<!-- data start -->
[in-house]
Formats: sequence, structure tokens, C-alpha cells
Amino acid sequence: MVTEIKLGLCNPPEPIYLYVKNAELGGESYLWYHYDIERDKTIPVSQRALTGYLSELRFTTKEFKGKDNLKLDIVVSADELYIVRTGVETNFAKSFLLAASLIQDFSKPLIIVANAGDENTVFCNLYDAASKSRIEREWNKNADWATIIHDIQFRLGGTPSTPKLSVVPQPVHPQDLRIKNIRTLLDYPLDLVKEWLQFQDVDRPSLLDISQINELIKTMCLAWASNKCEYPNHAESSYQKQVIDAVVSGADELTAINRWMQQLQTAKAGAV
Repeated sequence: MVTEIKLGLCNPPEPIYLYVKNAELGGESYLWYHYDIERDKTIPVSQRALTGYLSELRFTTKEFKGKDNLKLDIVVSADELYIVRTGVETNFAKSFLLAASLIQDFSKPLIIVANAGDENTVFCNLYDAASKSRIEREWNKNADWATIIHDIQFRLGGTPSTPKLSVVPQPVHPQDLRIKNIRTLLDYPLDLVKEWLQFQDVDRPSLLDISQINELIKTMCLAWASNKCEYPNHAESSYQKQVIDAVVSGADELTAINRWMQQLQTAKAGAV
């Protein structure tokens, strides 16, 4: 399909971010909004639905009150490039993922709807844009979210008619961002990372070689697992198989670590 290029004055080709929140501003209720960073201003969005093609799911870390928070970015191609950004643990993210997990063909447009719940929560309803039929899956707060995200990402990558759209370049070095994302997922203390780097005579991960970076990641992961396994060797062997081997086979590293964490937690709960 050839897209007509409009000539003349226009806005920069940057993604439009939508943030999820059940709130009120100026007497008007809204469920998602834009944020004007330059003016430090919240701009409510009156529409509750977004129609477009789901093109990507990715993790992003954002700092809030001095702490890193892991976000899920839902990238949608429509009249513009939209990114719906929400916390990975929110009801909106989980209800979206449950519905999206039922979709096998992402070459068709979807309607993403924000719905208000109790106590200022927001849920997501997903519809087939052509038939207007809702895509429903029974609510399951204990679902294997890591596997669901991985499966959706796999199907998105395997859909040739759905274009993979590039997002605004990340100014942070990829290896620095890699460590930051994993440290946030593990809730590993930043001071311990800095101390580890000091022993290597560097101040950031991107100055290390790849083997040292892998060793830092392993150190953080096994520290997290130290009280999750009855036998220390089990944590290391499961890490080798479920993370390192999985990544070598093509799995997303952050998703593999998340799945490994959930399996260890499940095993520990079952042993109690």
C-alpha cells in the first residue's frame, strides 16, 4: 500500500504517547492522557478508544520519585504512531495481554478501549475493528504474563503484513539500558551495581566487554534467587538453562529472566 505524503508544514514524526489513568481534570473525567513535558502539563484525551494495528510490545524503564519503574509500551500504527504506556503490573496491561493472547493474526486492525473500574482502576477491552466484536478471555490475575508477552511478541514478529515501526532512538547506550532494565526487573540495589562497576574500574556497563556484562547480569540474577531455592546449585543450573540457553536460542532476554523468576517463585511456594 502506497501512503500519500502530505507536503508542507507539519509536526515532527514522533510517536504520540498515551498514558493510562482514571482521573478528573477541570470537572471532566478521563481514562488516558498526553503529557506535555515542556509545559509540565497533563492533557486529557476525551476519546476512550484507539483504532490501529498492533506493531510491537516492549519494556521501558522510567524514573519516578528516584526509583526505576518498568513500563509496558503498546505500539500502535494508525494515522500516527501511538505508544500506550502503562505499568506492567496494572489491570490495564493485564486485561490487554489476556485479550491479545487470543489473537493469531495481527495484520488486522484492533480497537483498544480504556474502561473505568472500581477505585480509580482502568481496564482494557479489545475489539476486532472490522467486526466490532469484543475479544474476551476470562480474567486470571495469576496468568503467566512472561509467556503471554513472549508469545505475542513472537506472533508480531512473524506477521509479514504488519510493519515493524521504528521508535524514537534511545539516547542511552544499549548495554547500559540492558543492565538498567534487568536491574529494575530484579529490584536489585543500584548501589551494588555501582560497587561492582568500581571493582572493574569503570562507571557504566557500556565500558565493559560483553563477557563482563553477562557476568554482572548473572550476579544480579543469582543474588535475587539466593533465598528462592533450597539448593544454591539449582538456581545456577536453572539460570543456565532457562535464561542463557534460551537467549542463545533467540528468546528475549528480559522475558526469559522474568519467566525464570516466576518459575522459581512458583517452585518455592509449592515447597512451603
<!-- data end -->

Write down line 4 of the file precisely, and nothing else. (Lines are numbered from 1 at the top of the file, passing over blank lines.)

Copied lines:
Repeated sequence: MVTEIKLGLCNPPEPIYLYVKNAELGGESYLWYHYDIERDKTIPVSQRALTGYLSELRFTTKEFKGKDNLKLDIVVSADELYIVRTGVETNFAKSFLLAASLIQDFSKPLIIVANAGDENTVFCNLYDAASKSRIEREWNKNADWATIIHDIQFRLGGTPSTPKLSVVPQPVHPQDLRIKNIRTLLDYPLDLVKEWLQFQDVDRPSLLDISQINELIKTMCLAWASNKCEYPNHAESSYQKQVIDAVVSGADELTAINRWMQQLQTAKAGAV